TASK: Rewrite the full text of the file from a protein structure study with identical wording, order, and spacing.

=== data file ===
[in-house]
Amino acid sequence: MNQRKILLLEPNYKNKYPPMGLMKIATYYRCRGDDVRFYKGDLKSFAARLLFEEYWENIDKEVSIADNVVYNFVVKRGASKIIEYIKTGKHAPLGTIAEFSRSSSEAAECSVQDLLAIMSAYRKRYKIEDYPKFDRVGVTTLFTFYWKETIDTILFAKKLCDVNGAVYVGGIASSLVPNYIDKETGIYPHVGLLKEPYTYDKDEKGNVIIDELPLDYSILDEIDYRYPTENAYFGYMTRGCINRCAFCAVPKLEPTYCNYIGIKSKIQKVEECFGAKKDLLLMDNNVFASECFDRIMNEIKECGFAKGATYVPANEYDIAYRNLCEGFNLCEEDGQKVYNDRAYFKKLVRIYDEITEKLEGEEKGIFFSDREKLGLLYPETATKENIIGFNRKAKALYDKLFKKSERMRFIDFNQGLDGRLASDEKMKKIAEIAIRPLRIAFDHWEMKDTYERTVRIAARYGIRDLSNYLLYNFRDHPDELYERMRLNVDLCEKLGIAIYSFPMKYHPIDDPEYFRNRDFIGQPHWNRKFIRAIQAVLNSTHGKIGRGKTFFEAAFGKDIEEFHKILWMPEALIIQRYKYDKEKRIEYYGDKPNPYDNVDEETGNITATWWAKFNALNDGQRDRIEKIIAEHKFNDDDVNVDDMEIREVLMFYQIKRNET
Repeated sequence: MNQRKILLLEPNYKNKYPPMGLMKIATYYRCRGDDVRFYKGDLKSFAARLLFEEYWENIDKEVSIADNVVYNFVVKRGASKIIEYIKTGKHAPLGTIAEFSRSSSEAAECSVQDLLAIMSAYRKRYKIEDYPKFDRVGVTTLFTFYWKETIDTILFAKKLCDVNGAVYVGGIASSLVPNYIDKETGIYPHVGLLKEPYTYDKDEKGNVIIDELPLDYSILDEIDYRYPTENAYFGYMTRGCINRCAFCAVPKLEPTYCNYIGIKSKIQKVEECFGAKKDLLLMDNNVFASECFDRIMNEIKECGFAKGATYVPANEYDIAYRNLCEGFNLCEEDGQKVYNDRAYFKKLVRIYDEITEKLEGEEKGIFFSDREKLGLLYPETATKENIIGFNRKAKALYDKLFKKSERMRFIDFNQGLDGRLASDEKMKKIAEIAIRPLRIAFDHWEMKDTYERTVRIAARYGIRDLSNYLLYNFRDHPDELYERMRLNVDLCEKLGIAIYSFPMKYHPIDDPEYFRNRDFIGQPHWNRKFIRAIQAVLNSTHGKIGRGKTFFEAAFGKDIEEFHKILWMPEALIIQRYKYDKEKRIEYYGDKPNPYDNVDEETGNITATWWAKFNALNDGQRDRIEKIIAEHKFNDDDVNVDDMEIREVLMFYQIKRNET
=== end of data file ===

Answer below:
[in-house]
Amino acid sequence: MNQRKILLLEPNYKNKYPPMGLMKIATYYRCRGDDVRFYKGDLKSFAARLLFEEYWENIDKEVSIADNVVYNFVVKRGASKIIEYIKTGKHAPLGTIAEFSRSSSEAAECSVQDLLAIMSAYRKRYKIEDYPKFDRVGVTTLFTFYWKETIDTILFAKKLCDVNGAVYVGGIASSLVPNYIDKETGIYPHVGLLKEPYTYDKDEKGNVIIDELPLDYSILDEIDYRYPTENAYFGYMTRGCINRCAFCAVPKLEPTYCNYIGIKSKIQKVEECFGAKKDLLLMDNNVFASECFDRIMNEIKECGFAKGATYVPANEYDIAYRNLCEGFNLCEEDGQKVYNDRAYFKKLVRIYDEITEKLEGEEKGIFFSDREKLGLLYPETATKENIIGFNRKAKALYDKLFKKSERMRFIDFNQGLDGRLASDEKMKKIAEIAIRPLRIAFDHWEMKDTYERTVRIAARYGIRDLSNYLLYNFRDHPDELYERMRLNVDLCEKLGIAIYSFPMKYHPIDDPEYFRNRDFIGQPHWNRKFIRAIQAVLNSTHGKIGRGKTFFEAAFGKDIEEFHKILWMPEALIIQRYKYDKEKRIEYYGDKPNPYDNVDEETGNITATWWAKFNALNDGQRDRIEKIIAEHKFNDDDVNVDDMEIREVLMFYQIKRNET
Repeated sequence: MNQRKILLLEPNYKNKYPPMGLMKIATYYRCRGDDVRFYKGDLKSFAARLLFEEYWENIDKEVSIADNVVYNFVVKRGASKIIEYIKTGKHAPLGTIAEFSRSSSEAAECSVQDLLAIMSAYRKRYKIEDYPKFDRVGVTTLFTFYWKETIDTILFAKKLCDVNGAVYVGGIASSLVPNYIDKETGIYPHVGLLKEPYTYDKDEKGNVIIDELPLDYSILDEIDYRYPTENAYFGYMTRGCINRCAFCAVPKLEPTYCNYIGIKSKIQKVEECFGAKKDLLLMDNNVFASECFDRIMNEIKECGFAKGATYVPANEYDIAYRNLCEGFNLCEEDGQKVYNDRAYFKKLVRIYDEITEKLEGEEKGIFFSDREKLGLLYPETATKENIIGFNRKAKALYDKLFKKSERMRFIDFNQGLDGRLASDEKMKKIAEIAIRPLRIAFDHWEMKDTYERTVRIAARYGIRDLSNYLLYNFRDHPDELYERMRLNVDLCEKLGIAIYSFPMKYHPIDDPEYFRNRDFIGQPHWNRKFIRAIQAVLNSTHGKIGRGKTFFEAAFGKDIEEFHKILWMPEALIIQRYKYDKEKRIEYYGDKPNPYDNVDEETGNITATWWAKFNALNDGQRDRIEKIIAEHKFNDDDVNVDDMEIREVLMFYQIKRNET